The melancholy woman survives her banal life, “a life composed so much, so much of odds and ends,” through leisure activities, such as going to concerts and drinking tea. Nevertheless, she feels suffocated by her inane existence: “life, what cauchemar”. She admits to the man that without her friendships her life would be a nightmare, and it quickly becomes apparent that she desires the narrator to become one of her closest acquaintances. The lady, however, fails to engage the man in serious conversation and he drifts off into reverie by the end of each section.
Unlike the lady, the narrator seems satisfied with prosaic lifestyle:
You will see me any morning in the park Reading the comics and the sporting page. Particularly I remark An English countess goes upon the stage. A Greek was murdered at a Polish dance, Another bank defaulter has confessed.
He keeps himself occupied with superficial matters, such as the latest happenings in theater and news, while avoiding the lady’s intimate questioning. The poem critique’s the narrator’s stiff self-possession and unwillingness to open himself up to any sort of deeper relationship with the woman. In section two, she reminisces on her youth and realizes that she’s doomed to a shallow life, “I shall sit here, serving tea to friends…”, but this only makes the narrator feel uncomfortable: “how can I make a cowardly amends/ For what she has said to me?” Then in section three, she has resigned herself to the fact that he is leaving and futilely hopes that he will stay in contact with her. The narrator cannot react sincerely to this departure. Instead, he relies on his poise and social programming, which amounts to animal mimicry: “And I must borrow every changing shape/ To find expression…dance, dance,/ Like a dancing bear,/ Cry like a parrot, chatter like an ape”. In the end, however, he thinks on what he has done, apparently destroyed this woman’s last chance to find happiness in a friend, and feels a pang of guilt: “And should I have the right to smile?”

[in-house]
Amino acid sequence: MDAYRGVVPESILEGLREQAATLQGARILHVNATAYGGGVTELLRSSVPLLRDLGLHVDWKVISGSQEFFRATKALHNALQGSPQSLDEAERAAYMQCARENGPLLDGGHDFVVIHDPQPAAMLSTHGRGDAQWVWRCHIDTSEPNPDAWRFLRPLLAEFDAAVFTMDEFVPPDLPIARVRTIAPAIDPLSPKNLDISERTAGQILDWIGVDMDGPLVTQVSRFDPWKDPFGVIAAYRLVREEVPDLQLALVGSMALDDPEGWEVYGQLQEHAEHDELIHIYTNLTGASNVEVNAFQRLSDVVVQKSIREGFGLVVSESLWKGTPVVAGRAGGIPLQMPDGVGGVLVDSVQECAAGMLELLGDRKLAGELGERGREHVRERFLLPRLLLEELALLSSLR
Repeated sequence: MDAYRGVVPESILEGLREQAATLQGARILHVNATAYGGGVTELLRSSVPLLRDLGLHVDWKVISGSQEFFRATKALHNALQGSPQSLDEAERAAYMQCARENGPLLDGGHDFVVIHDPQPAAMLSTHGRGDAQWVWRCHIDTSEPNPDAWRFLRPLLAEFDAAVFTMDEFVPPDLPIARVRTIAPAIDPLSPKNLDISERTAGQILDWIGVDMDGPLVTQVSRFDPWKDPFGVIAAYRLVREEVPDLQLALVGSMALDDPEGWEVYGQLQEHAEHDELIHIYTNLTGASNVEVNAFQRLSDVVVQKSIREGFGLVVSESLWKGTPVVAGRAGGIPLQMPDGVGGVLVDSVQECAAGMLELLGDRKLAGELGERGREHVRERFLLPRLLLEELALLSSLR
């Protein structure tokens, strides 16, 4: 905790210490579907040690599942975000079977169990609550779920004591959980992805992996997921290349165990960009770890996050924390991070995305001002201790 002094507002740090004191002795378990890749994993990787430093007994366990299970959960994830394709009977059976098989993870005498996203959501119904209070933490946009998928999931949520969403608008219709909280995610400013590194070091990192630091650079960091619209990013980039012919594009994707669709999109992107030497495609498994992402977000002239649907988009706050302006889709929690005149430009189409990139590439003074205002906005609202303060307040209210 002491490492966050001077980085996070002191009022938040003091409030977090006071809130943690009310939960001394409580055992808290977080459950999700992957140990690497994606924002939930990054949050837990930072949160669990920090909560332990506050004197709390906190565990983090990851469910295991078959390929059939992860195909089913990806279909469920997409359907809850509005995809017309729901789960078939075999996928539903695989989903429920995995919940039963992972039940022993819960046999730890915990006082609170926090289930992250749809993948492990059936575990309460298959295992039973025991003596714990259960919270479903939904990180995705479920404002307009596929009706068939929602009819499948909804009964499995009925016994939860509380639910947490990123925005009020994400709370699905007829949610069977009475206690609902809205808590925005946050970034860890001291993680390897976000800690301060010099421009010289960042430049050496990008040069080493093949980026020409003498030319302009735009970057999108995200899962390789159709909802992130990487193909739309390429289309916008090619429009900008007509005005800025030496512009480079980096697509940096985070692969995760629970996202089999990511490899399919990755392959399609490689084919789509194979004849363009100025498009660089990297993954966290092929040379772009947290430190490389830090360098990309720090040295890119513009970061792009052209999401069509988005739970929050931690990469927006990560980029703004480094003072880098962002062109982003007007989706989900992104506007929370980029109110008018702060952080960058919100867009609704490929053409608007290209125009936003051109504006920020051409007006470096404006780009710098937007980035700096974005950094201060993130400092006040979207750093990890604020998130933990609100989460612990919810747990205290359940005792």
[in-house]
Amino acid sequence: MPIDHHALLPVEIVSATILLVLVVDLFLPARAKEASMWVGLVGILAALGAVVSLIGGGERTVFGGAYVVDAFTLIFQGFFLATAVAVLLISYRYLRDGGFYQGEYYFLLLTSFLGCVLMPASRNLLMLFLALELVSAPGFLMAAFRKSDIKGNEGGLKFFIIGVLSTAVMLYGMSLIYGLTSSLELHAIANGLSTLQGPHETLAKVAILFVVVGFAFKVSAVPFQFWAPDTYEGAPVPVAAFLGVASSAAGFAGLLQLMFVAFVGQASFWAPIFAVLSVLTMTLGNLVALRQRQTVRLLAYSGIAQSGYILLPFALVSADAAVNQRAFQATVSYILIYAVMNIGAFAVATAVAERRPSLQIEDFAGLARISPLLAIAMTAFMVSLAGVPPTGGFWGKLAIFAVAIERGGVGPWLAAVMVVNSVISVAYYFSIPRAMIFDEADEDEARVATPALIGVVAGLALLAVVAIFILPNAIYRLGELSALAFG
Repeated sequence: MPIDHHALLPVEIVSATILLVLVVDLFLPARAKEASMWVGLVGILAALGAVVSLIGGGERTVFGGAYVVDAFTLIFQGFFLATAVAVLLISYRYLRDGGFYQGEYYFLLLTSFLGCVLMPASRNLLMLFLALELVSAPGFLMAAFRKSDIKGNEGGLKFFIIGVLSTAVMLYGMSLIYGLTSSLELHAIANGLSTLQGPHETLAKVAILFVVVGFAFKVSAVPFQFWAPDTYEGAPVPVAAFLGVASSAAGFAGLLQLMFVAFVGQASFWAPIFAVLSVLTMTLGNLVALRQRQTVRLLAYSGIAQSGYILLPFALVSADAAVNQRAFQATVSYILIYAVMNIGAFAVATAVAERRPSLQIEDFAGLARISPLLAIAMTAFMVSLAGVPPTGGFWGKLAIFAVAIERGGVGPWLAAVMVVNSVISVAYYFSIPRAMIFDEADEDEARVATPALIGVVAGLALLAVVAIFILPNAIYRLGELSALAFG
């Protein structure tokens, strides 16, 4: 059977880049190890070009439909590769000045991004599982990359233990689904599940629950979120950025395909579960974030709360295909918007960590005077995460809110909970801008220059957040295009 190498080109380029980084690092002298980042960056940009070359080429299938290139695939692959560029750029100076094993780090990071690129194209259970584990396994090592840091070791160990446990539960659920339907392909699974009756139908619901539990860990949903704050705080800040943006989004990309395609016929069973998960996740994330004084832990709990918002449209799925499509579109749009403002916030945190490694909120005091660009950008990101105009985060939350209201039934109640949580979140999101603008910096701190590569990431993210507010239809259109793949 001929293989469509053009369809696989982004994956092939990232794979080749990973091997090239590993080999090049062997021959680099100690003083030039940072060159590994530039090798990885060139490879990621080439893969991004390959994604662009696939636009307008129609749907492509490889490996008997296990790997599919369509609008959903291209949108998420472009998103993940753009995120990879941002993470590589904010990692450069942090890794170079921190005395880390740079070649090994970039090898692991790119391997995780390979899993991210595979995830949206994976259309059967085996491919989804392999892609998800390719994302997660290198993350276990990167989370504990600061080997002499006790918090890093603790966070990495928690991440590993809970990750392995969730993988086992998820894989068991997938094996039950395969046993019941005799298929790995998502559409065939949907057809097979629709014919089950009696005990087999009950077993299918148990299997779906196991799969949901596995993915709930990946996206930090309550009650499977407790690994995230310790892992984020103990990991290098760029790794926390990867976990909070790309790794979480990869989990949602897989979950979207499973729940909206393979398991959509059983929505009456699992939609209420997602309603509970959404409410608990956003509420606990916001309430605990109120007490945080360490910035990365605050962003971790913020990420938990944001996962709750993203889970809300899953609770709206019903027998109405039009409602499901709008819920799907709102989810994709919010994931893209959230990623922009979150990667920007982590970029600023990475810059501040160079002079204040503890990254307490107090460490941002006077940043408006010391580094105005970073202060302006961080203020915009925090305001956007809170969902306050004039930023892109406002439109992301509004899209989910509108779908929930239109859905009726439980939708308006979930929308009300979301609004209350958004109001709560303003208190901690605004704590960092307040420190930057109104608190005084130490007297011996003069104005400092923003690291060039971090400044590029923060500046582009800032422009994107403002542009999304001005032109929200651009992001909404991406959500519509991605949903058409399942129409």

The most prominent leitmotif of the poem is that of music, which is used at various points to represent the lady’s attempt to emotionally connect to the narrator. After attending a piano concert together, she comments: “So intimate, this Chopin, that I think his soul/ Should be resurrected only among friends/ Some two or three, who will not touch the bloom/ That is rubbed and questioned in the concert room”. The music brings people together through the shared experience of artistic beauty, but when they are in a room filled with others, the effect dissipates; she wants to listen to it alone with him. Music in the poem will become associated with intimacy, but also the voice of the lady: “–And so the conversation slips/ Among velleities and carefully caught regrets/ Through attenuated tones of violins/ Mingled with remote cornets/ And begins”. Violins and cornets reappear several lines down, as the poem enters the mind of the narrator: